5 Questions for Palladium’s Larry Remington

Larry Remington is back on the trail.

The footwear veteran of more than 30 years, who previously held executive positions at Skechers USA Inc. and Foot Locker Inc., has returned to the business and is taking on a new challenge: He aims to grow the Palladium brand as its CEO.

“After being in the industry as long as I have, it’s a pleasure to be back working with these professionals,” said Remington, who came out of retirement last year at the behest of Steven Nichols, chairman and CEO of Palladium parent K-Swiss Inc. “Steven is a master at exciting people about footwear. He certainly grabbed ahold of me.”

Remington has big plans for the boot label and aims to continue the momentum that has already been gained in the North American market.

“When K-Swiss bought the brand four years ago, Palladium started re-engineering all the product and making it more fashionable and relevant to the U.S. consumer,” Remington said. “It’s been working and we’re expanding quite rapidly.”

Now in about 550 retail doors, Palladium is looking to expand its presence nationally by creating individualized product for its various retailer partners. For example, the label entered national athletic chains for the first time this year by developing a collection of lightweight boots. A pop-up shop for Palladium’s fall ’12 capsule collection with designer Richard Chai is running in Odin in New York for the holiday. And the company is crafting a unique product offering for Macy’s for 2013.

“If we want to grow, we’ll have to offer differentiated product to all our distribution channels,” Remington said.

Here, the exec lays out the strategy for building the business and grabbing mindshare in the U.S.

What’s been the plan for growing Palladium in North America?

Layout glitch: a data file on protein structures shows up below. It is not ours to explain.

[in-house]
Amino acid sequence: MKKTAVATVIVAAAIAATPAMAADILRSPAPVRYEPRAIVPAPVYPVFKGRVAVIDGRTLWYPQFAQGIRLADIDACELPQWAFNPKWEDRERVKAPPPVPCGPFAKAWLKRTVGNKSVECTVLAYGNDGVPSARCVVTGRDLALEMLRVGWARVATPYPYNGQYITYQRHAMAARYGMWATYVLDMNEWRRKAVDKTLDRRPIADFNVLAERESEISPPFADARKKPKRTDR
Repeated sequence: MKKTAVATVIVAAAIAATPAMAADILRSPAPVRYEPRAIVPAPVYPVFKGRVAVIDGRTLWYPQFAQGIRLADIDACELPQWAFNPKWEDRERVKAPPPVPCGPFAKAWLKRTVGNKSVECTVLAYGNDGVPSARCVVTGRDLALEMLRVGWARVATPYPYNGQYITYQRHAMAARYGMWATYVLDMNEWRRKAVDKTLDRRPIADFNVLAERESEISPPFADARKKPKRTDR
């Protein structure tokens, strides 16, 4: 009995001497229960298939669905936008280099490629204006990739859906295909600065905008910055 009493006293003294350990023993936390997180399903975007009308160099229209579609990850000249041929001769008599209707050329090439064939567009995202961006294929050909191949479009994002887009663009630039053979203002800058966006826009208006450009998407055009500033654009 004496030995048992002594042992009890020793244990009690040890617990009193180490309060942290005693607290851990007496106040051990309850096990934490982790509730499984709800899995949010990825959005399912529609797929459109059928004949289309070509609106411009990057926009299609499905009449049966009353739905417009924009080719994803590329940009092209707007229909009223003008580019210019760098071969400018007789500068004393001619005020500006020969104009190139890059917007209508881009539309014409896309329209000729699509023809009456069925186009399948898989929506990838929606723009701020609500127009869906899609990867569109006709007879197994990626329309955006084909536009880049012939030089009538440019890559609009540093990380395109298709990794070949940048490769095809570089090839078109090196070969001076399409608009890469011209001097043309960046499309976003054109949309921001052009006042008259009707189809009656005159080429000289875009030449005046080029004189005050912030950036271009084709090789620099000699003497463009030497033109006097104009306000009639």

LR:
We’ve built the brand steadily, selecting high-end distribution and not opening it up too big too fast. We are just starting to test the waters with bigger retail partners, and the results have been encouraging. Beyond that, there are even broader channels online that we haven’t touched at all, that will come into play at some point in the brand’s development. Each of these phases could represent major growth, but we’re determined to do it the right way and build this for the long haul.

How do you differentiate the label from other players in the boot market?
LR:
Palladium is really built on urban exploring. We’re not like Timberland that has one foot in the canoe and the other foot in a stream, surrounded by trees. We are all about exploring cities and activities differently than other people would. The company [went from] building airplane tires in 1920 to building boots for the French Foreign Legion. There’s quite a story there that we can tell to customers. Retailers are looking for more from brands than just a brand name — they want something with heritage behind it that’s authentic and original.

Has the poor economy presented any new challenges?
LR:
Because we’re new and kept the price of our product relevant to the marketplace — an oxford for $50 or a baggy boot at $70 — we’re still on a fast growth pattern even during these challenging times. That’s one of our key strengths: [making] good product and [giving] the customer extremely good value. Consumers are still looking for something new and they’re willing to spend money if it makes sense.

Palladium has collaborated with the likes of Richard Chai and Pharrell Williams. How important are these types of projects?
LR:
Collaborations keep us relevant with the upper tier of shoppers, the tastemakers. They also give us an opportunity for new distribution. We’ve had some great success because they’ve kept things very exciting, which in turn generates a little buzz for us.

Your first branded retail doors opened in the U.S. last year. What are your goals in this segment?
LR:
Those stores are really brand-building tools. We’ve built our stores around our urban exploring concept by using concrete floors, cement walls, rubble bins and our displays are on pallets, so it’s an industrial-looking environment. We’re looking right now for locations where we could expand that, and we’ve positioned ourselves for the opportunity of franchising our retailer operations in the U.S.